Cut your leftover pumpkin into chunks to-go.

Prevent Wildlife Conflicts This Winter

Even though the fall season has been relatively hot and dry, wildlife knows cold weather is on the way. And this is the time of year many animals seek places to build nests and burrows for the winter. Unfortunately what sometimes appears to be a “perfect”  spot for them is actually the attic or crawlspace of your home!

These conflicts can be prevented by carefully going over the seams of your home, and identifying places that may provide access. Even a small crack or loose board is enough to entice a resourceful animal to make it a winter retreat.

Identify places that may provide easy access.

Many access points can be sealed with galvanized hardware cloth that has been stapled into place and covered with dirt and gravel where appropriate. Other spots may be sealed with aluminum flashing or an extra piece of trim.

Keep in mind that once an animal is living in or under your home, there are still humane ways of evicting it without trapping. Trapping often causes enough stress to put the animal into cardiac arrest. Other times, the animal will die of self-inflicted wounds sustained will panicking or trying to escape the trap.  Many individuals fail to check the trap on a regular basis and some animals die of dehydration.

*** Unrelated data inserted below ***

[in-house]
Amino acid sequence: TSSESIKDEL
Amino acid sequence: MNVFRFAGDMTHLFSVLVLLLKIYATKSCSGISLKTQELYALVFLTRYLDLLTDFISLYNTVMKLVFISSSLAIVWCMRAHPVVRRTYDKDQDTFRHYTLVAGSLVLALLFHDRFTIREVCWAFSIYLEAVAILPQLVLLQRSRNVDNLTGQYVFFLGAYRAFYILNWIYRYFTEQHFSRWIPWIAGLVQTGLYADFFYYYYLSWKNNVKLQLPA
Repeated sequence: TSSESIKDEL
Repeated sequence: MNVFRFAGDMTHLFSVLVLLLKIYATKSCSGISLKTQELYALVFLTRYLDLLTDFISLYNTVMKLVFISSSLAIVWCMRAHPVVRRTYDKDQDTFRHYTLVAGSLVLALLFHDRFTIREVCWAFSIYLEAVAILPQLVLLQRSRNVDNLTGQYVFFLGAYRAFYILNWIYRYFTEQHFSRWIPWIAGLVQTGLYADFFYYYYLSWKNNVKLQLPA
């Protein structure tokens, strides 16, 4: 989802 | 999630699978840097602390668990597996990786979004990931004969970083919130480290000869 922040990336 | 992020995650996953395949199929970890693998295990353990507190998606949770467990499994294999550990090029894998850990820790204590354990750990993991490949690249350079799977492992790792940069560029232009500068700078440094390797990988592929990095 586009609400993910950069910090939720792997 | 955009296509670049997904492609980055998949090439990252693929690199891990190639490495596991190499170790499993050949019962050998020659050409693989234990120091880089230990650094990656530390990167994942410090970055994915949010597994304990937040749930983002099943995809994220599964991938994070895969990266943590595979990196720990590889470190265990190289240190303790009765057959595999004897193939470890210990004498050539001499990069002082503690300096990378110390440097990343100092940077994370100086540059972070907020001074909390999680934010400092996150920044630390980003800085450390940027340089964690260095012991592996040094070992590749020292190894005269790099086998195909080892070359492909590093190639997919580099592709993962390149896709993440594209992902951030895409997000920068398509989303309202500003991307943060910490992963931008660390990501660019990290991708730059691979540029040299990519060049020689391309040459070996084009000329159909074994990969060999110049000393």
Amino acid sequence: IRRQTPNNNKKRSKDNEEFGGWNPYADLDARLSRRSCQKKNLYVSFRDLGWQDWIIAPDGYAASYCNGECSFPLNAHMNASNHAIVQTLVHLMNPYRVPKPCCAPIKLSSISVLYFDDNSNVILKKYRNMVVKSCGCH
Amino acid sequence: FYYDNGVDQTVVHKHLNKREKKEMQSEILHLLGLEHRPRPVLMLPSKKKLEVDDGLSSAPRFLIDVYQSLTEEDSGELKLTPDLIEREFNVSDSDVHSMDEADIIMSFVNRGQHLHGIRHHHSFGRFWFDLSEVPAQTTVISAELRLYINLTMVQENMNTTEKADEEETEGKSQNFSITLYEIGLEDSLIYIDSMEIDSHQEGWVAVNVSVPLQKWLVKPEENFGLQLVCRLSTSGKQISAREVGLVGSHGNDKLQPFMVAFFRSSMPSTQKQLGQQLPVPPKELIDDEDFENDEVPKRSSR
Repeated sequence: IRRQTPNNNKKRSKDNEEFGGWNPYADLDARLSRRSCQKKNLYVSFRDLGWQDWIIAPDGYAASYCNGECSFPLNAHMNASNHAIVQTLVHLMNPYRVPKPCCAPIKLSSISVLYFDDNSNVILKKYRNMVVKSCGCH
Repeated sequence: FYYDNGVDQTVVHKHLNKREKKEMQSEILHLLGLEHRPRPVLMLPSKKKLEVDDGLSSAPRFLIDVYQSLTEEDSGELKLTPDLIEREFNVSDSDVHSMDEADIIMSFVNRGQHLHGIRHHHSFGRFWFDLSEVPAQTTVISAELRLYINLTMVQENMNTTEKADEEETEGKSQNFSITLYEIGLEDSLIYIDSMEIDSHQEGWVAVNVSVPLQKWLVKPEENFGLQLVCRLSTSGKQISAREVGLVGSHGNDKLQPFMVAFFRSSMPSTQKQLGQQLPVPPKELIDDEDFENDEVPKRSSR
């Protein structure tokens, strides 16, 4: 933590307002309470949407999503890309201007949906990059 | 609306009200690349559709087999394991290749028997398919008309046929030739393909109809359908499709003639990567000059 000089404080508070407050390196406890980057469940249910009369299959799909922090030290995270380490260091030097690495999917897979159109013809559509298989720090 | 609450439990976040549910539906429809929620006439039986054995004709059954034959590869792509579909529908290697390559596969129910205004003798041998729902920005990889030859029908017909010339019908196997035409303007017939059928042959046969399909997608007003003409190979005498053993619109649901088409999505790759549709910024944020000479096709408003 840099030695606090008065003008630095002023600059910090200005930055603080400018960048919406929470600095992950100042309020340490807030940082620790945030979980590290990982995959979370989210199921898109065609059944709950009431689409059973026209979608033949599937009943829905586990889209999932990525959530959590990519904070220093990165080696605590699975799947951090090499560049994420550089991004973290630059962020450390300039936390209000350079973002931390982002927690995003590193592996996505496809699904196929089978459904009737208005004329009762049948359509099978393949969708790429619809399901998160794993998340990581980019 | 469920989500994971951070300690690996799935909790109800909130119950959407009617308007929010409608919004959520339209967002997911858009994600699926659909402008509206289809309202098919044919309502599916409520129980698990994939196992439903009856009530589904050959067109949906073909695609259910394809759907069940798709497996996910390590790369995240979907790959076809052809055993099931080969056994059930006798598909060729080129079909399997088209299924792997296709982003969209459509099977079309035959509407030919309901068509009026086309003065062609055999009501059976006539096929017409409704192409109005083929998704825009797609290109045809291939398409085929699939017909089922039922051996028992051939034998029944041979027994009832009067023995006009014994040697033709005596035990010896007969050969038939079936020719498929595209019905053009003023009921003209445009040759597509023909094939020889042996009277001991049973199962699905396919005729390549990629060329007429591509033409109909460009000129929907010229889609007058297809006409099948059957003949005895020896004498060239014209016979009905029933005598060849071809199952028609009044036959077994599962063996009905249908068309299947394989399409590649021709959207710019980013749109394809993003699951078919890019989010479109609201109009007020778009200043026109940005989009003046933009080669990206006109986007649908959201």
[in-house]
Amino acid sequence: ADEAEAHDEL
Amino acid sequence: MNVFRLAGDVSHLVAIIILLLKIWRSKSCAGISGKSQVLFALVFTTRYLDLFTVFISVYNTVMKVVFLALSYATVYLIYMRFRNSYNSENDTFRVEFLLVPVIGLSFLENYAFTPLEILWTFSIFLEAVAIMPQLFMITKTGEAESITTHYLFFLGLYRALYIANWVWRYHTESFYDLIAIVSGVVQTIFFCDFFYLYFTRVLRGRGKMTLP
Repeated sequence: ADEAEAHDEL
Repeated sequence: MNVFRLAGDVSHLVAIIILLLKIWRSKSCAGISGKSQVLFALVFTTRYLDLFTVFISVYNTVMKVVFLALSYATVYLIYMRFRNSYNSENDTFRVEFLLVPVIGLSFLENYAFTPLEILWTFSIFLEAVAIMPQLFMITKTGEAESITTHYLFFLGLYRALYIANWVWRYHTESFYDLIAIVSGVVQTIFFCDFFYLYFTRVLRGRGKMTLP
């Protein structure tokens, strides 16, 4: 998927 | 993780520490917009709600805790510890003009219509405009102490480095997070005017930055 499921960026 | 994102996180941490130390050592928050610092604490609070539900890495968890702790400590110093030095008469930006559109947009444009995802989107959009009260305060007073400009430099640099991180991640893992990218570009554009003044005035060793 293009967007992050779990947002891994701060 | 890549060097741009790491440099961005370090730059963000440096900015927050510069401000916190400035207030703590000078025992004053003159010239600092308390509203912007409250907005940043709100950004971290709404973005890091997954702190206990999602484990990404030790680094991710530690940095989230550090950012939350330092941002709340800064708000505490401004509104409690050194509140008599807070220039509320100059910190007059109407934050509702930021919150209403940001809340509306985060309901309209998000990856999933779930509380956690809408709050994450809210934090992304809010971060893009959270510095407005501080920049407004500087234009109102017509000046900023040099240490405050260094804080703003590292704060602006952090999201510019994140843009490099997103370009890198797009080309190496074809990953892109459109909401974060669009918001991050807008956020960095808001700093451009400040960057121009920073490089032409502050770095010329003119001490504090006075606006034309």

Seal openings with aluminum flashing or extra trim.

Even if the animal survives the trapping process, due to the stress of being handled by humans, they often will not survive the relocation process. Wildlife depends on having a territory that is familiar to them, where they know dangerous and safe areas, the water source, and where they likely have siblings, parents, and offspring. Relocating a wild animal removes all these important resources and often forces them into conflicts and dangerous situations while they frantically try to find a water source and safe place to live.

In addition to directly or indirectly killing the wild animal, trapping does not resolve the fact that an access point into the home remains, and inevitably more animals will find it.

Once an animal has decided to live in your home, there are humane and effective ways to encourage wildlife to relocate.

Used cat litter, ammonia moth balls and/or ammonia-soaked rags can be make an area less attractive to smaller wildlife. Lights and noise can deter others; a radio and spotlight left on for a few nights can discourage wild animals from trying to make a nest or burrow in the area. A one-way door placed over the access point can allow an animal to leave but not return.

There are humane ways to evict wildlife from your home.

Humanely evicting wild animals requires a basic knowledge of their daily habits and natural history. Doing so makes it less likely your efforts will compromise the animals’ survival or separate them from their babies.

Often a temporary shelter (such as a nestbox) placed outside of the newly-sealed access point will keep evicted animals from being left “out in the cold” and vulnerable to predators while they secure a new, natural nest site.

There are numerous resources for learning more about sealing and securing your home and humanely evicting wildlife. Some of our favorites include UrbanWildlifeRescue.com andwww.greenwoodwildlife.org. These websites offer helpful and practical tips for wildlife conflicts.

Another great resource is the book, Wild Neighbors, by John Hadidian, which offers a thorough overview of various wild animals, their habits and how to handle potential conflicts with them.